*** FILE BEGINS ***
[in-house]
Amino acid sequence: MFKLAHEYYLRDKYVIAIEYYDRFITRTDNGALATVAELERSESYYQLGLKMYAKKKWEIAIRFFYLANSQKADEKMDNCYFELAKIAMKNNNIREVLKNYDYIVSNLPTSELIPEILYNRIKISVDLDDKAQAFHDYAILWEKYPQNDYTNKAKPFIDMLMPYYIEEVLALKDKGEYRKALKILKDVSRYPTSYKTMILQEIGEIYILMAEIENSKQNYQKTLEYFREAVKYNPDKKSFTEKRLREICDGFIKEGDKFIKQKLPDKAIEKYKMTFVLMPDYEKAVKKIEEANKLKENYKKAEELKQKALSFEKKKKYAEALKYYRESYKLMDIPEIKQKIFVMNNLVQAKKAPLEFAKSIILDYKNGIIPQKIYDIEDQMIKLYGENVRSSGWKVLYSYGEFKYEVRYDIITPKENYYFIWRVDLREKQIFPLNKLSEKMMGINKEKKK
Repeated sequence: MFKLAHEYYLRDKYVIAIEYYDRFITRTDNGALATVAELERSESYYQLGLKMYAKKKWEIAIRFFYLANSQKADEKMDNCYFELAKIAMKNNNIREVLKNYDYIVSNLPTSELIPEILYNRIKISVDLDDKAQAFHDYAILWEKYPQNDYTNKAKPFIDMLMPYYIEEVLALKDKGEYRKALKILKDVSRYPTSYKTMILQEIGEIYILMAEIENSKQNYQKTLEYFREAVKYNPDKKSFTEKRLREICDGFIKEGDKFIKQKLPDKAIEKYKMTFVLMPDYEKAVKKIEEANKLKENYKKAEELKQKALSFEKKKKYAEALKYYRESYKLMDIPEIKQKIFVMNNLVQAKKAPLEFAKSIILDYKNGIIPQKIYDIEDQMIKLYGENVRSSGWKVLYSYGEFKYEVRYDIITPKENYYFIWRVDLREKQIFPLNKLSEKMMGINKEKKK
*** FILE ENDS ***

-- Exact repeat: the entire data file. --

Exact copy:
[in-house]
Amino acid sequence: MFKLAHEYYLRDKYVIAIEYYDRFITRTDNGALATVAELERSESYYQLGLKMYAKKKWEIAIRFFYLANSQKADEKMDNCYFELAKIAMKNNNIREVLKNYDYIVSNLPTSELIPEILYNRIKISVDLDDKAQAFHDYAILWEKYPQNDYTNKAKPFIDMLMPYYIEEVLALKDKGEYRKALKILKDVSRYPTSYKTMILQEIGEIYILMAEIENSKQNYQKTLEYFREAVKYNPDKKSFTEKRLREICDGFIKEGDKFIKQKLPDKAIEKYKMTFVLMPDYEKAVKKIEEANKLKENYKKAEELKQKALSFEKKKKYAEALKYYRESYKLMDIPEIKQKIFVMNNLVQAKKAPLEFAKSIILDYKNGIIPQKIYDIEDQMIKLYGENVRSSGWKVLYSYGEFKYEVRYDIITPKENYYFIWRVDLREKQIFPLNKLSEKMMGINKEKKK
Repeated sequence: MFKLAHEYYLRDKYVIAIEYYDRFITRTDNGALATVAELERSESYYQLGLKMYAKKKWEIAIRFFYLANSQKADEKMDNCYFELAKIAMKNNNIREVLKNYDYIVSNLPTSELIPEILYNRIKISVDLDDKAQAFHDYAILWEKYPQNDYTNKAKPFIDMLMPYYIEEVLALKDKGEYRKALKILKDVSRYPTSYKTMILQEIGEIYILMAEIENSKQNYQKTLEYFREAVKYNPDKKSFTEKRLREICDGFIKEGDKFIKQKLPDKAIEKYKMTFVLMPDYEKAVKKIEEANKLKENYKKAEELKQKALSFEKKKKYAEALKYYRESYKLMDIPEIKQKIFVMNNLVQAKKAPLEFAKSIILDYKNGIIPQKIYDIEDQMIKLYGENVRSSGWKVLYSYGEFKYEVRYDIITPKENYYFIWRVDLREKQIFPLNKLSEKMMGINKEKKK